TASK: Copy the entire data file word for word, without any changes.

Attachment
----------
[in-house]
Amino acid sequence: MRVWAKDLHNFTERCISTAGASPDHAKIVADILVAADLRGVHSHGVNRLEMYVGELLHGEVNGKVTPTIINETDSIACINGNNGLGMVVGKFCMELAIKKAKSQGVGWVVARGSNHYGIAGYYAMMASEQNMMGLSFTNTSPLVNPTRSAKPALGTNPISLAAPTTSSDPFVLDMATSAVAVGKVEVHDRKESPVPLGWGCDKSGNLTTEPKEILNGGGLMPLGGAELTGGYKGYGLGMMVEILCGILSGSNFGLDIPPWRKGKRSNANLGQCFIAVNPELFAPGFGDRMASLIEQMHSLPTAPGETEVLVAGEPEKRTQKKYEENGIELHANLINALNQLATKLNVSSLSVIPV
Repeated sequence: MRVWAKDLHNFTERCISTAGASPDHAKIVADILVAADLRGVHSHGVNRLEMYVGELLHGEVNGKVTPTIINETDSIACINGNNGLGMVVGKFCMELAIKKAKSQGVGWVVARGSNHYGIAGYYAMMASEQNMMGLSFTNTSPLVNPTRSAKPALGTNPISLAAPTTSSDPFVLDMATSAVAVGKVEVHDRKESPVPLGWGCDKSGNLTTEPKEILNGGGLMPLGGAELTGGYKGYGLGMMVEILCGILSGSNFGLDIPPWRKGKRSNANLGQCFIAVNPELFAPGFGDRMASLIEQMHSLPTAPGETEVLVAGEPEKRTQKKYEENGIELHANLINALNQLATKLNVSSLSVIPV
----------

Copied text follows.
[in-house]
Amino acid sequence: MRVWAKDLHNFTERCISTAGASPDHAKIVADILVAADLRGVHSHGVNRLEMYVGELLHGEVNGKVTPTIINETDSIACINGNNGLGMVVGKFCMELAIKKAKSQGVGWVVARGSNHYGIAGYYAMMASEQNMMGLSFTNTSPLVNPTRSAKPALGTNPISLAAPTTSSDPFVLDMATSAVAVGKVEVHDRKESPVPLGWGCDKSGNLTTEPKEILNGGGLMPLGGAELTGGYKGYGLGMMVEILCGILSGSNFGLDIPPWRKGKRSNANLGQCFIAVNPELFAPGFGDRMASLIEQMHSLPTAPGETEVLVAGEPEKRTQKKYEENGIELHANLINALNQLATKLNVSSLSVIPV
Repeated sequence: MRVWAKDLHNFTERCISTAGASPDHAKIVADILVAADLRGVHSHGVNRLEMYVGELLHGEVNGKVTPTIINETDSIACINGNNGLGMVVGKFCMELAIKKAKSQGVGWVVARGSNHYGIAGYYAMMASEQNMMGLSFTNTSPLVNPTRSAKPALGTNPISLAAPTTSSDPFVLDMATSAVAVGKVEVHDRKESPVPLGWGCDKSGNLTTEPKEILNGGGLMPLGGAELTGGYKGYGLGMMVEILCGILSGSNFGLDIPPWRKGKRSNANLGQCFIAVNPELFAPGFGDRMASLIEQMHSLPTAPGETEVLVAGEPEKRTQKKYEENGIELHANLINALNQLATKLNVSSLSVIPV